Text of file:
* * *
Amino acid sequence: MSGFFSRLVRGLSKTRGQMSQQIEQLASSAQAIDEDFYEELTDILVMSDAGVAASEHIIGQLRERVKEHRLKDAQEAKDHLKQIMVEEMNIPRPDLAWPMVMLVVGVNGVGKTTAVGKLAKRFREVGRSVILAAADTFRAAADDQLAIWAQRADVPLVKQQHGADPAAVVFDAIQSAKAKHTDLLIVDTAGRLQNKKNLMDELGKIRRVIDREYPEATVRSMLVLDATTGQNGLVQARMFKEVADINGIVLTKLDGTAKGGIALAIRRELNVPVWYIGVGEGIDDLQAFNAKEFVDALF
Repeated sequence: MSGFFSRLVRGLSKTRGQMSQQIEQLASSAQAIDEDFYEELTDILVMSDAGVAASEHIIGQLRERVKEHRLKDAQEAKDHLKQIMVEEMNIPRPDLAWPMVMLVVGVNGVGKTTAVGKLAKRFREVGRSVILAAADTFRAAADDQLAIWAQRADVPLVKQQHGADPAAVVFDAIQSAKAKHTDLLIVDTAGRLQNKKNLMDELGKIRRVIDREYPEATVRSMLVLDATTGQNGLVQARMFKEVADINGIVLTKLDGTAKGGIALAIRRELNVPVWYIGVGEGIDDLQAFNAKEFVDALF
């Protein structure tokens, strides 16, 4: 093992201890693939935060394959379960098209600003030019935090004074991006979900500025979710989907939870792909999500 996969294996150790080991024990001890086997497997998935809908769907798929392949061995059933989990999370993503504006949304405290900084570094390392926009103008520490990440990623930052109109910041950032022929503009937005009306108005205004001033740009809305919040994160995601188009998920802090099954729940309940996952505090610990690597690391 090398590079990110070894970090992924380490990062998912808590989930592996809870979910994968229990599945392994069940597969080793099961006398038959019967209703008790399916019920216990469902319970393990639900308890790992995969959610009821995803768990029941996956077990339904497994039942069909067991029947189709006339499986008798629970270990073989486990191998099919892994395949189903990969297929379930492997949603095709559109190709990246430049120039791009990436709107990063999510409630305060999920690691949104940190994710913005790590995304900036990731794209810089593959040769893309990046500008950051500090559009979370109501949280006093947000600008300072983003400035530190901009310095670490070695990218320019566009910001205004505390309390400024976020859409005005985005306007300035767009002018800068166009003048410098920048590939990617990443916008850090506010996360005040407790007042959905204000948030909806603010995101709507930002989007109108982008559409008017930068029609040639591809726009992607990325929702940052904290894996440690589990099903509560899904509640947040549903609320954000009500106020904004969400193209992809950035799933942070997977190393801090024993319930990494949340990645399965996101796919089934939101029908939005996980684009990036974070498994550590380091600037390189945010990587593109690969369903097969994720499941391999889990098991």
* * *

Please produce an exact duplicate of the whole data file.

Amino acid sequence: MSGFFSRLVRGLSKTRGQMSQQIEQLASSAQAIDEDFYEELTDILVMSDAGVAASEHIIGQLRERVKEHRLKDAQEAKDHLKQIMVEEMNIPRPDLAWPMVMLVVGVNGVGKTTAVGKLAKRFREVGRSVILAAADTFRAAADDQLAIWAQRADVPLVKQQHGADPAAVVFDAIQSAKAKHTDLLIVDTAGRLQNKKNLMDELGKIRRVIDREYPEATVRSMLVLDATTGQNGLVQARMFKEVADINGIVLTKLDGTAKGGIALAIRRELNVPVWYIGVGEGIDDLQAFNAKEFVDALF
Repeated sequence: MSGFFSRLVRGLSKTRGQMSQQIEQLASSAQAIDEDFYEELTDILVMSDAGVAASEHIIGQLRERVKEHRLKDAQEAKDHLKQIMVEEMNIPRPDLAWPMVMLVVGVNGVGKTTAVGKLAKRFREVGRSVILAAADTFRAAADDQLAIWAQRADVPLVKQQHGADPAAVVFDAIQSAKAKHTDLLIVDTAGRLQNKKNLMDELGKIRRVIDREYPEATVRSMLVLDATTGQNGLVQARMFKEVADINGIVLTKLDGTAKGGIALAIRRELNVPVWYIGVGEGIDDLQAFNAKEFVDALF
């Protein structure tokens, strides 16, 4: 093992201890693939935060394959379960098209600003030019935090004074991006979900500025979710989907939870792909999500 996969294996150790080991024990001890086997497997998935809908769907798929392949061995059933989990999370993503504006949304405290900084570094390392926009103008520490990440990623930052109109910041950032022929503009937005009306108005205004001033740009809305919040994160995601188009998920802090099954729940309940996952505090610990690597690391 090398590079990110070894970090992924380490990062998912808590989930592996809870979910994968229990599945392994069940597969080793099961006398038959019967209703008790399916019920216990469902319970393990639900308890790992995969959610009821995803768990029941996956077990339904497994039942069909067991029947189709006339499986008798629970270990073989486990191998099919892994395949189903990969297929379930492997949603095709559109190709990246430049120039791009990436709107990063999510409630305060999920690691949104940190994710913005790590995304900036990731794209810089593959040769893309990046500008950051500090559009979370109501949280006093947000600008300072983003400035530190901009310095670490070695990218320019566009910001205004505390309390400024976020859409005005985005306007300035767009002018800068166009003048410098920048590939990617990443916008850090506010996360005040407790007042959905204000948030909806603010995101709507930002989007109108982008559409008017930068029609040639591809726009992607990325929702940052904290894996440690589990099903509560899904509640947040549903609320954000009500106020904004969400193209992809950035799933942070997977190393801090024993319930990494949340990645399965996101796919089934939101029908939005996980684009990036974070498994550590380091600037390189945010990587593109690969369903097969994720499941391999889990098991």